The committee’s reference to “most analysts” referred to the CIA officials who were then pushing the Niger story and had latched on to this one inconsequential point. The committee report noted that “State Department Bureau of Intelligence and Research analysts believed that the [Wilson] report supported their assessment that Niger was unlikely to be willing or able to sell uranium to Iraq.”
After the Senate Intelligence Committee’s report, Wilson’s media enemies hurled the phrase “most analysts” against him, though it made no sense to blame Wilson for the fact that the CIA analysts who were wrong about the Niger-Iraq yellowcake suspicions outnumbered the State Department analysts who were right.
Indeed, the fact that the committee’s Republicans could push through this odd notion that a misguided majority somehow trumped an accurate minority shows how far the traditional concept of intelligence had drifted off course in George W. Bush’s Washington.
Committee chairman, Sen. Pat Roberts, R-Kansas, stood out as the most partisan leader to run the traditionally non-partisan intelligence oversight panel in its three-decade history.
Not satisfied with the slaps at Wilson in the full report, Roberts joined with two other right-wing Republicans, Christopher Bond and Orrin Hatch, to attach additional views to the report, asserting that Wilson’s criticism of the administration’s use of intelligence “had no basis in fact.”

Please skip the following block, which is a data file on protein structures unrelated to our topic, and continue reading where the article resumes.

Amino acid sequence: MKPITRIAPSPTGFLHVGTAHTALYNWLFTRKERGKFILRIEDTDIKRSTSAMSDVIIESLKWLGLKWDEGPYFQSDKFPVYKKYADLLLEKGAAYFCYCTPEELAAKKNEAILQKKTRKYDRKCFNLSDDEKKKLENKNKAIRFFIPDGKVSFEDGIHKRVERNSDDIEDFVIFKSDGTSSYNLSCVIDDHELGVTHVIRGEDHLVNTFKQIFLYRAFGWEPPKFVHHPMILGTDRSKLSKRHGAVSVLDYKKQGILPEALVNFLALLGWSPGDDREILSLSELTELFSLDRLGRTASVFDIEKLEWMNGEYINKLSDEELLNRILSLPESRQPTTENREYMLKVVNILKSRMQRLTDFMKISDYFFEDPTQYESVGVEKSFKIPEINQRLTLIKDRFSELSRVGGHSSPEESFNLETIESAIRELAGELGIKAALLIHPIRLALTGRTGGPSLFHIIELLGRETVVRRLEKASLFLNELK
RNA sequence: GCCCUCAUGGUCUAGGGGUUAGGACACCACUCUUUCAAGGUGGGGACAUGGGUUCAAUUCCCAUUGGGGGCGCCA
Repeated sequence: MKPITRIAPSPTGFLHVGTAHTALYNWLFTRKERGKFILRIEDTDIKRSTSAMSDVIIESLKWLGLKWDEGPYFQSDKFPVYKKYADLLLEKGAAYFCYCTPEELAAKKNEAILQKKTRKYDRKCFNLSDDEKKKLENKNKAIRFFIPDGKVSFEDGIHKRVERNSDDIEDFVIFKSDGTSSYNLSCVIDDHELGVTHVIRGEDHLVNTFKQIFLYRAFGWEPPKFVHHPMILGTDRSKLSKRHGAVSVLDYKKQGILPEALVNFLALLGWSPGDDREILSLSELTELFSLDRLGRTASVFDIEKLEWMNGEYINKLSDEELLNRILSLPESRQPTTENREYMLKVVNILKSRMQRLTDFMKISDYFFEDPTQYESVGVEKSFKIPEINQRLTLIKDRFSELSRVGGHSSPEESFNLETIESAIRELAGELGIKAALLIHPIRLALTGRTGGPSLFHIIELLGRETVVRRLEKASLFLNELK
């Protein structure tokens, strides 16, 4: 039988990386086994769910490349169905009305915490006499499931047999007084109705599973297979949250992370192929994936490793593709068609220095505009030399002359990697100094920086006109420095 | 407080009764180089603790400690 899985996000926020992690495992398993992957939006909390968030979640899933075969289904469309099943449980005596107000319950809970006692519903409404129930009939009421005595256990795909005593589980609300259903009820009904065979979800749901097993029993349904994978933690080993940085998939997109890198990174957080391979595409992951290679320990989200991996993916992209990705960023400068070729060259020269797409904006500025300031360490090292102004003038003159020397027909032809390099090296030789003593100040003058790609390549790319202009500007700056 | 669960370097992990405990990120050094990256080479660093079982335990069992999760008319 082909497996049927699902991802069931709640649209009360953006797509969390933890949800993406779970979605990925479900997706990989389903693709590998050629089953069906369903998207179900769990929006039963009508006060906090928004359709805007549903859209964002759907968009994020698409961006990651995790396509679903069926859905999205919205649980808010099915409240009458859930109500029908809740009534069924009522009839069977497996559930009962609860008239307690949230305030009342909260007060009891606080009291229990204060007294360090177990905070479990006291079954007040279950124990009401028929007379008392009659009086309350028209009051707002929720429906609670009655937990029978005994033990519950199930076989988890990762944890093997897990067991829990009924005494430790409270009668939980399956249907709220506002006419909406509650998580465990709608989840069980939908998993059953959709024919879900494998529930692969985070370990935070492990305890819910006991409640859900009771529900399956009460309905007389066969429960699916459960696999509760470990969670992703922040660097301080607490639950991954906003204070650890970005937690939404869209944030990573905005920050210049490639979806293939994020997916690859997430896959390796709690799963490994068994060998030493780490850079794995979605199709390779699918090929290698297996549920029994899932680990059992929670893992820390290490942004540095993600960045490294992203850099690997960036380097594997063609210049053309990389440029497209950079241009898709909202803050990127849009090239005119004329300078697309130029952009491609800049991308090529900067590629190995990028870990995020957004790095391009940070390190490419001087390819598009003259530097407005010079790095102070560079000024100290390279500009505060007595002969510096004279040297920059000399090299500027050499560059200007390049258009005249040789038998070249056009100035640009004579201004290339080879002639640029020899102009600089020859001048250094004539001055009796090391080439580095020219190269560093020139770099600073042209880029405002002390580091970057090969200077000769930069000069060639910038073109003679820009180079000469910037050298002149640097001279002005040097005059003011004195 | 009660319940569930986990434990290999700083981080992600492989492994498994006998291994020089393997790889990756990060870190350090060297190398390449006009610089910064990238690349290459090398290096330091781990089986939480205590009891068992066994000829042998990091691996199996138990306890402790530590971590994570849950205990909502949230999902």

A year later, on July 14, 2005, the Republican National Committee posted an article at the RNC Web site entitled “Joe Wilson’s Top Ten Worst Inaccuracies and Misstatements,” which relied on glaring inaccuracies and misstatements of its own to further undermine Wilson’s credibility.
The RNC’s list led off with what had become one of the GOP’s favorite canards, that “Wilson insisted that the Vice President’s office sent him to Niger.” But Wilson had never made such an assertion and not even the RNC’s own citations supported the accusation.
To back up its charge, the RNC stated, “Wilson said he traveled to Niger at CIA request to help provide response to Vice President’s office.”
That was followed by a quote from Wilson: “In February 2002, I was informed by officials at the Central Intelligence Agency that Vice President Dick Cheney’s office had questions about a particular intelligence report. … The agency officials asked if I would travel to Niger to check out the story so they could provide a response to the Vice President’s office.”
The RNC then quoted Cheney as saying, “I don’t know Joe Wilson. I’ve never met Joe Wilson.”
But nothing in the comments by Wilson and Cheney were in contradiction. Wilson simply said CIA officials sent him on a mission because of questions from Cheney’s office. Cheney said he didn’t know Wilson. Both statements were true, yet the RNC juxtaposed them to support a charge of dishonesty against Wilson.
This talking point and similar ones then reverberated through the giant right-wing echo chamber, creating a widespread public impression that Wilson was a liar.
The drawn-out legal battle that arose from the Bush administration’s war on Wilson finally reached a head in fall 2005 after Fitzgerald forced many of the reporters who had received administration leaks to divulge what they knew.
Though Judith Miller never wrote about Plame’s identity, her conversations with Libby became central to Fitzgerald proving that Libby lied when he told FBI investigators that he first learned of Plame’s identity from Tim Russert.
After 85 days in jail for her refusal to reveal her source, Miller received from Libby what she regarded as an adequate waiver of her pledge of confidentiality. Even Libby’s waiver, however, suggested a conspiratorial relationship between the journalist and her source.